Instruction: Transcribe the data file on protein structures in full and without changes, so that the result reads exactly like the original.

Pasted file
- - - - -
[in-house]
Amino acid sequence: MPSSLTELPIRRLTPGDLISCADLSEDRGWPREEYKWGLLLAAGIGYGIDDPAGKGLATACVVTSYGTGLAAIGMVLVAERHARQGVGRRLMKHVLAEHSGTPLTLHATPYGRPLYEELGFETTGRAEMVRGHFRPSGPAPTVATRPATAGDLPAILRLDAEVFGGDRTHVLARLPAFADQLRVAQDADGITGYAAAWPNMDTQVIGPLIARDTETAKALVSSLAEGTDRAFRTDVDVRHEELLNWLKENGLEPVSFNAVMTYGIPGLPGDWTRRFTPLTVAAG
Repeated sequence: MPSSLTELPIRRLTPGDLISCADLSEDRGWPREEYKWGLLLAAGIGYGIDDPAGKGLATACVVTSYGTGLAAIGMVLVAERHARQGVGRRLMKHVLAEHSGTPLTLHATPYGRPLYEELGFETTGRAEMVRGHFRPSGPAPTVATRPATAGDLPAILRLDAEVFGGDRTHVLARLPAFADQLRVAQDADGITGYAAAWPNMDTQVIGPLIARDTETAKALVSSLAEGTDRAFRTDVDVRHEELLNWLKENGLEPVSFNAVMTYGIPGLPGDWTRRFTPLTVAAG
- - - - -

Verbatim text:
[in-house]
Amino acid sequence: MPSSLTELPIRRLTPGDLISCADLSEDRGWPREEYKWGLLLAAGIGYGIDDPAGKGLATACVVTSYGTGLAAIGMVLVAERHARQGVGRRLMKHVLAEHSGTPLTLHATPYGRPLYEELGFETTGRAEMVRGHFRPSGPAPTVATRPATAGDLPAILRLDAEVFGGDRTHVLARLPAFADQLRVAQDADGITGYAAAWPNMDTQVIGPLIARDTETAKALVSSLAEGTDRAFRTDVDVRHEELLNWLKENGLEPVSFNAVMTYGIPGLPGDWTRRFTPLTVAAG
Repeated sequence: MPSSLTELPIRRLTPGDLISCADLSEDRGWPREEYKWGLLLAAGIGYGIDDPAGKGLATACVVTSYGTGLAAIGMVLVAERHARQGVGRRLMKHVLAEHSGTPLTLHATPYGRPLYEELGFETTGRAEMVRGHFRPSGPAPTVATRPATAGDLPAILRLDAEVFGGDRTHVLARLPAFADQLRVAQDADGITGYAAAWPNMDTQVIGPLIARDTETAKALVSSLAEGTDRAFRTDVDVRHEELLNWLKENGLEPVSFNAVMTYGIPGLPGDWTRRFTPLTVAAG